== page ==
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We've been writing about all things Panama for over 10 years. So search our blog to plan your vacation. From must do's, where to party or eat, to which beaches and hiking trails you shouldn't miss. You'll find great insider info about Bocas del Toro, Panama City and Boquete, as well as Panamanian culture, customs and traditions, and certainly tips and advice for learning Spanish while on vacation!


5 Things More Dangerous than the Zika Virus in Panama

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We know that you’re all of a sudden petrified by the infamous Zika virus, and we won’t judge you because your TV and Newspapers tell you to be scared. But let’s face it, you know you worry too much.

You have much higher chances to get hit by a car when crossing the street, have a stroke or have a brick fall on your head from a roof (yes, yes it happened while I was living in NYC, no joke!). You could contract Swine Flu (remember when you were scared of that one too?), and your plane may crash before you even reach Latin America!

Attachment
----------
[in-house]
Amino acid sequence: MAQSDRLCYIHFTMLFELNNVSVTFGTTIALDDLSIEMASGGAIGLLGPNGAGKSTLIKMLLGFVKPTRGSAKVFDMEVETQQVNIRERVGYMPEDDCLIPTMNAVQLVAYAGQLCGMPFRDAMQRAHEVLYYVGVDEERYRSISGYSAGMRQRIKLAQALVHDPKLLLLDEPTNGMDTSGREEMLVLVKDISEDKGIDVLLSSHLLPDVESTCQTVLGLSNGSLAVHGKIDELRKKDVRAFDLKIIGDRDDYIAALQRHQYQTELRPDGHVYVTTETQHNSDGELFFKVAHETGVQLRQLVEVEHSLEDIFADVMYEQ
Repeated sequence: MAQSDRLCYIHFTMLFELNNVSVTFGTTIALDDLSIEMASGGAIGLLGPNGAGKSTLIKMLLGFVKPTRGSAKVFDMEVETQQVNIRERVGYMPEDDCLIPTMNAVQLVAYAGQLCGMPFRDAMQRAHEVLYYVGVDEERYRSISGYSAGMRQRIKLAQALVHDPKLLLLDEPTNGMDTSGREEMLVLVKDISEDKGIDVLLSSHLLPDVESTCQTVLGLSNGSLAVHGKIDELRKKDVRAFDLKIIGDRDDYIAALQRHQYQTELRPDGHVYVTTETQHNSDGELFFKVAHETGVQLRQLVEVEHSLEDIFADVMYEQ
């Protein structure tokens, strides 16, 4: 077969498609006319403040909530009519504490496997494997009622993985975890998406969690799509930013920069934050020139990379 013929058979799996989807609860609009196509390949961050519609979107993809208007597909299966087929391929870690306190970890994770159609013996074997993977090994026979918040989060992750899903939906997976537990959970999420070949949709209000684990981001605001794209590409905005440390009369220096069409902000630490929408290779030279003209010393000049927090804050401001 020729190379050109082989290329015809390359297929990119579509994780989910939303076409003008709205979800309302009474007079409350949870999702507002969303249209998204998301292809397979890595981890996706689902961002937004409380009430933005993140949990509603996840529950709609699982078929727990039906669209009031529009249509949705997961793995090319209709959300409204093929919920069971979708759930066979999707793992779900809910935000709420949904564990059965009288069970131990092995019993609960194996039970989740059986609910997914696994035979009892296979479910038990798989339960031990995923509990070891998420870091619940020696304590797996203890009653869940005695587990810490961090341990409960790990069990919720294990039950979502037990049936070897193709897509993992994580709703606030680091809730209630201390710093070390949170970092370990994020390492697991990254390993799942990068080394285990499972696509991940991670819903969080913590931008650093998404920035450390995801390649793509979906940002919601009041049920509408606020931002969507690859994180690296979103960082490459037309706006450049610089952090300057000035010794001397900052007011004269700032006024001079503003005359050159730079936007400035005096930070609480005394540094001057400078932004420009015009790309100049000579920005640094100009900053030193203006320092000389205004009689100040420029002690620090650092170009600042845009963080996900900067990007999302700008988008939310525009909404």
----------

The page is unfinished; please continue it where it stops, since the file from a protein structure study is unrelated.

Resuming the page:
Life is dangerous, but I don’t want to be overly dramatic about the different ways you could actually die before even traveling (I left out more gruesome ones like dying in a mass shooting or simply being black in the USA (#blacklivesmatter).

But we are worried about your safety, and therefore we’ve done some research about the real dangers of traveling to Panama. These definitely pose a much larger and imminent threat to you than the Zika virus ever will:

1. Contracting PTHS

A study from a scientific group on Isla Colon came to the conclusion that there is a high risk of contracting PTHS (Party Too Hard Syndrome) in Panama, especially after midnight in remote tropical islands like Bocas del Toro or Panama City's trendy Casco Viejo neighborhood. The study found that the increased level of happiness and fun, especially while socializing and dancing, posed a serious threat to those who may not be exposed to parties of this caliber and authenticity on a regular basis. Symptoms include incapacity to stop dancing, or even a "I never want to go back home" type of feeling. We recommend extreme caution, as PTHS may lead to severe uselessness and lethargy the following day. You can read more about the dangers of PTHS in Bocas del Toro here and here...

2. Tripping Over a Sloth in the Street